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The largest graveyard in Japan, Okunoin Cemetery can be found nestled in the valleys of Mount Koya, circling the Kobo Daishi mausoleum. Mount Koya is a world heritage site known to be the headquarters of Shingon – a sect of Japanese Buddhism. Featuring over 100 temples, Okunoin is built around the mausoleum in which the monk that founded the spiritual site is interred. The 1000-year-old mausoleum is lit by thousands of brass oil lanterns which have been burning constantly since the monk’s death. Filled with unique headstones and quirky monuments, the surrounding Okunioin Cemetery is a peaceful and entirely unique experience away from the hustle and bustle of Japan’s city landscapes.

7. St Mary’s – Whitby


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Whitby is already well known among the alternative community for its links to Bram Stoker’s Dracula. St Mary’s cemetery overlooks the iconic Whitby Abbey and gives you the view of the town and seaside that inspired Bram Stoker to have Dracula land on its shores many years ago. Aside from the incredible views of Whitby Abbey itself, there are a few oddities for you to explore among the gravestones – look out for Humpty Dumpty and Tom Thumb’s gravestones in particular!

8. Tikhvin Cemetery – St Petersburg, Russia


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Offering stunning scenery, particularly in the winter months, Tikhvin Cemetery can be found alongside the Alexander Nevsky Monastery which was founded by Peter the Great. The baroque churches that create part of the Tikhvin Cemetery are one of many magnificent features you can spot, alongside the famous gravesites including Dostoevsky and a plethora of heavyweight composers from Mussorgsky and Stravinsky to Borodin and Tchaikovsky. Known as the Necropolis of the Masters of Art for its many talented residents, Tikhvin Cemetery is a must on any culture-seekers list.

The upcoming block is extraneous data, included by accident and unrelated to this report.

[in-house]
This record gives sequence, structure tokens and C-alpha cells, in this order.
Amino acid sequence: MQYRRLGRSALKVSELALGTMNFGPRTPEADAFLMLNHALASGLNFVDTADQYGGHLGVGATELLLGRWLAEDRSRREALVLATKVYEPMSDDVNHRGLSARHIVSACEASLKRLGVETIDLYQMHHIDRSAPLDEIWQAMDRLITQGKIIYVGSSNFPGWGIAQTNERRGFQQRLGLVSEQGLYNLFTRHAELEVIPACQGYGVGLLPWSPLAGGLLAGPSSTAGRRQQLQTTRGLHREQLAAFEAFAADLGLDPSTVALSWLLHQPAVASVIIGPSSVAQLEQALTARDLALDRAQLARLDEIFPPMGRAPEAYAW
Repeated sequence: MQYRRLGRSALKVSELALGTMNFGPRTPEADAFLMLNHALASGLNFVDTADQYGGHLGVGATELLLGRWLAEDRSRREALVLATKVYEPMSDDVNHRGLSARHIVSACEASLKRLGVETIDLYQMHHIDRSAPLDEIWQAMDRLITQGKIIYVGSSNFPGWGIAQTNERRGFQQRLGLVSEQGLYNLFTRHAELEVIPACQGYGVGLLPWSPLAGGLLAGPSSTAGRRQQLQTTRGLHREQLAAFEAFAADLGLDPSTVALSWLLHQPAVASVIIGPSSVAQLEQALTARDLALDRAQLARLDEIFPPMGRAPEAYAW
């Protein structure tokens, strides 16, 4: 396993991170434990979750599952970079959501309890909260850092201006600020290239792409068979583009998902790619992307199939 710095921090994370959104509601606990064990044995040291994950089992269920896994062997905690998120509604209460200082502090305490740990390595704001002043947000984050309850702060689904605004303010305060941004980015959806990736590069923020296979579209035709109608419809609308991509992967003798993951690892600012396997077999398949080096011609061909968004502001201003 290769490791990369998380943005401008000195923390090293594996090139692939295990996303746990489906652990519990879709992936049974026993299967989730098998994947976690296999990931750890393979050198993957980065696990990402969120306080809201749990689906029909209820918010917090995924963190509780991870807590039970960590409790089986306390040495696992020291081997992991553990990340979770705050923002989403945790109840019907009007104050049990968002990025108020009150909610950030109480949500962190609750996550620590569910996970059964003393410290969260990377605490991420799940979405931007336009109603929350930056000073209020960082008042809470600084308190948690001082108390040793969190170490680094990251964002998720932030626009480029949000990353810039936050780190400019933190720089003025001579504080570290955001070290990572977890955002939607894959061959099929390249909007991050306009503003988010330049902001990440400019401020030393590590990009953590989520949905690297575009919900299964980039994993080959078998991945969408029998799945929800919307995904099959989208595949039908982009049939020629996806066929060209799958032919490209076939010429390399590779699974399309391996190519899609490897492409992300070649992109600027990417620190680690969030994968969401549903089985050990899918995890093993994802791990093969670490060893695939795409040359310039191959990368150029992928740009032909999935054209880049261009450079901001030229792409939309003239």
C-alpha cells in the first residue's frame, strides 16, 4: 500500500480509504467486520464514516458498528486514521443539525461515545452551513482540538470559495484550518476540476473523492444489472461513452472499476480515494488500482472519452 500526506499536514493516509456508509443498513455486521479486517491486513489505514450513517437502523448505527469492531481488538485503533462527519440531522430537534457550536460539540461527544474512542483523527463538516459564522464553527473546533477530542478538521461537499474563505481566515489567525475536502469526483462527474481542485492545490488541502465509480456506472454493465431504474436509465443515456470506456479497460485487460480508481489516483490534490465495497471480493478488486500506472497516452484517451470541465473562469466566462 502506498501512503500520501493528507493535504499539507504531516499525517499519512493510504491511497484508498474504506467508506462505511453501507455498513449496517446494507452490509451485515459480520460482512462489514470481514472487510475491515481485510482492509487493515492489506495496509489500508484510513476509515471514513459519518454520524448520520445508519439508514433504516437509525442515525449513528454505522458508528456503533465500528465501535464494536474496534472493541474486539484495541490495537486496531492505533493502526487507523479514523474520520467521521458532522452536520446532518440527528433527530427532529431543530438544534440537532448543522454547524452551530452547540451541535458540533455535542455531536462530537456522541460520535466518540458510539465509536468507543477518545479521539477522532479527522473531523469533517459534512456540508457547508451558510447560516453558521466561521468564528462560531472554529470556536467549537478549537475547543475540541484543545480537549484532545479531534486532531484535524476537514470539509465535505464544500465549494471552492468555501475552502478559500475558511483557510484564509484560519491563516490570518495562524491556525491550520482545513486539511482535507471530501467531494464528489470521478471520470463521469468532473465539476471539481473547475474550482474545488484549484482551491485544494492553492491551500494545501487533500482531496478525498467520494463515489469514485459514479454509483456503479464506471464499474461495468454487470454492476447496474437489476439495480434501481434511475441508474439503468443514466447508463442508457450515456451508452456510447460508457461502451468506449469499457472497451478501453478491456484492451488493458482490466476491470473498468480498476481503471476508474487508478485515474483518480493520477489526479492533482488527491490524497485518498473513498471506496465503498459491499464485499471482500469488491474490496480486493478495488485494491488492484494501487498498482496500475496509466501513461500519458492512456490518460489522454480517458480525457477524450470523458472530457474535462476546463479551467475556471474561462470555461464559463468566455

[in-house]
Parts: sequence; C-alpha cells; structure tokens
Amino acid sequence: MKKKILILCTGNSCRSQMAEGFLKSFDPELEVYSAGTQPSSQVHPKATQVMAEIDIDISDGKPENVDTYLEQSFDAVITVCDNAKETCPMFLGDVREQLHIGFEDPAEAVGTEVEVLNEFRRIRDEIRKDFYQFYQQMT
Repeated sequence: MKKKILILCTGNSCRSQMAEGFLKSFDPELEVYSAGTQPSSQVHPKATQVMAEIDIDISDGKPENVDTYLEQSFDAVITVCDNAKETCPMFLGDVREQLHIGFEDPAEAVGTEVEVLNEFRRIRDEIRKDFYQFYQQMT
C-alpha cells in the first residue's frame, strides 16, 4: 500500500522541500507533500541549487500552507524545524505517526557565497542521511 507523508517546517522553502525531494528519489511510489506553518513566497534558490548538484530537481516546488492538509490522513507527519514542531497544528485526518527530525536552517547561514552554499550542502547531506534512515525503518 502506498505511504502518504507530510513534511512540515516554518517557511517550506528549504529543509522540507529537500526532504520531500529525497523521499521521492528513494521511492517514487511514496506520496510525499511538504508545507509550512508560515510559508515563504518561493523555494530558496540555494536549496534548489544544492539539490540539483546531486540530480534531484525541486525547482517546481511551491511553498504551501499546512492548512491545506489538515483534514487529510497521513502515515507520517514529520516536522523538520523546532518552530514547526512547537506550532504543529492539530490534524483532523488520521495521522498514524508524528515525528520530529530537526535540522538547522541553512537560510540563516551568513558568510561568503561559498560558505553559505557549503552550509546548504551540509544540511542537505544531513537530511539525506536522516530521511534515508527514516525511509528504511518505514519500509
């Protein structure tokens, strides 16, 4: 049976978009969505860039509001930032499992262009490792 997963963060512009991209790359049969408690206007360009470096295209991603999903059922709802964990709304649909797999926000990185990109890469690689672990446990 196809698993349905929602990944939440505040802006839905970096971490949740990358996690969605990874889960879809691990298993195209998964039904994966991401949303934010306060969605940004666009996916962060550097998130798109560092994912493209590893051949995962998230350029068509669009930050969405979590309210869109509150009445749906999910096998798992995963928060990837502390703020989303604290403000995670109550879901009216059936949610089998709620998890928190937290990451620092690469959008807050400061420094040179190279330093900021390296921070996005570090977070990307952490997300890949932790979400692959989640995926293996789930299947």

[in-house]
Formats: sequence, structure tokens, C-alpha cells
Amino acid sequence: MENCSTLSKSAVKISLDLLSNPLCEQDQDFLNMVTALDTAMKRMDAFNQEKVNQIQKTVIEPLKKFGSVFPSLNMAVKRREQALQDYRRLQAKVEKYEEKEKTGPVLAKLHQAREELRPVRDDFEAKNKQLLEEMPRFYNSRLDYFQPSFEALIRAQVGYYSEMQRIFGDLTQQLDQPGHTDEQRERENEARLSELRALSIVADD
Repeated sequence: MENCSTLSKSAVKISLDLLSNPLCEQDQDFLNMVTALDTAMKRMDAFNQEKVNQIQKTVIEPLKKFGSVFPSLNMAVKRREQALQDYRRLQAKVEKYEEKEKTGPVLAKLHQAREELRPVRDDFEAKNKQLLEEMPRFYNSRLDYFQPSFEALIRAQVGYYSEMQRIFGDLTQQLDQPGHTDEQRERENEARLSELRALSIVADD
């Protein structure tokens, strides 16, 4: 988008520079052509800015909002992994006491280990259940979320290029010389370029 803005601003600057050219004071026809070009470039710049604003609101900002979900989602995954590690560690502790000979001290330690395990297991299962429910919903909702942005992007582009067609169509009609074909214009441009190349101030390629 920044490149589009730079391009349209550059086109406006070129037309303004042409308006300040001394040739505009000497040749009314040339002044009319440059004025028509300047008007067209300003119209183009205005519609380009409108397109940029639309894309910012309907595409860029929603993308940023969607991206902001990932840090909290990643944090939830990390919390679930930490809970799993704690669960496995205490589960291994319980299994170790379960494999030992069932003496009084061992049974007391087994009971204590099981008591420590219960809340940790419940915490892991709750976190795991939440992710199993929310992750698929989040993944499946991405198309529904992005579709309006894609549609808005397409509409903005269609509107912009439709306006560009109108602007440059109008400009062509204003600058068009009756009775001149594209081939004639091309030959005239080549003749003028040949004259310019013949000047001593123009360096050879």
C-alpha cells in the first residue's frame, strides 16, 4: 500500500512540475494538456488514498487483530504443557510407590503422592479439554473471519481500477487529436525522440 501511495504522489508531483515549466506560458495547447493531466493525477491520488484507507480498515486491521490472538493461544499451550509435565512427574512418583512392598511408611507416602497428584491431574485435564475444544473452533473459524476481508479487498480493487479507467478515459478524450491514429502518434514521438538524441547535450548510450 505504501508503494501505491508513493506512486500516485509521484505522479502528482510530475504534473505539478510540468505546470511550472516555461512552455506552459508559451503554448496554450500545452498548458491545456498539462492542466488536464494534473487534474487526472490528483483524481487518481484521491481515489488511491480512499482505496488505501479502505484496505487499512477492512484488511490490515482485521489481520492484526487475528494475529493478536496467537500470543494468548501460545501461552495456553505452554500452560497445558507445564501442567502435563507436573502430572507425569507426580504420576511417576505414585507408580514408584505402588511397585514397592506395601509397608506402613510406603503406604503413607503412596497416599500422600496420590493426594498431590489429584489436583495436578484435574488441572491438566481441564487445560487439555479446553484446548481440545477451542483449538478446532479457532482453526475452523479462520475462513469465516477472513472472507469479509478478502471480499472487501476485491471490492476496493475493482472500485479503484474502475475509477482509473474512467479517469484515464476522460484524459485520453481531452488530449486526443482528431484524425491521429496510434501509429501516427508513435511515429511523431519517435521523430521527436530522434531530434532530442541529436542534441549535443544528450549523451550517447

9. Xoxocotlan Cemetery – Oaxaca, Mexico


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Surrounded an ancient chapel, Xoxocotlan Cemetery is a crowd of rickety headstones that are treated as the centrepiece of the Day of the Dead celebrations in Oaxaca, Mexico. The celebrations begin on October 31st with the decoration of the headstones which includes building altars, lighting thousands of candles and adorning the cemetery with marigold petals. The atmosphere of the Day of the Dead is an incredible experience that involves spectacular street processions that see families bringing offerings of food and flowers to the Xoxocotlan Cemetery to celebrate the lives of the departed. 

10. Glasgow Necropolis – Scotland 


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To the east of Glasgow Cathedral is the magnificent Glasgow Necropolis – a Victorian cemetery that sits on a low but prominent hill that gives you fantastic views of the city below. With over fifty thousand burials, you’ll be able to discover monuments in a broad spectrum of architectural styles with many designed by famous architects such as Charles Rennie Macintosh, Alexander ‘Greek’ Thomson and JT Rochead. Cross the “Bridge of Sighs” at the main entrance to begin discovering this multi-faith cemetery and keep an eye out for notable graves such as William Miller, the poet who wrote the rhyme Wee Willie Winkie, and the famous chemist Charles Tennant. 

11. Merry Cemetery – Sapanta, Romania


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While many of the cemeteries on this list will be filled with typically grey tombstones and monuments, Merry Cemetery in Romania is a beautifully colourful contrast. Known for its skillfully crafted and painted wooden crosses, Merry Cemetery is an uplifting cemetery to visit that often contains poetry, limericks and anecdotes on the many epitaphs of its residents that each heavily feature a wicked sense of humour. This humorous style of epitaph, often seen with an accompanying humorous painted image, is a tradition started by Stan Ioan Patras in 1908 and is now carried on by his apprentice Dumitru Pop.

We hope that we’ve helped you add a few more death tourism destinations to your holiday wishlist! If you’re planning on visiting any of these incredible cemeteries this summer, make sure you dress for the occasion with our holiday shop at Attitude Clothing!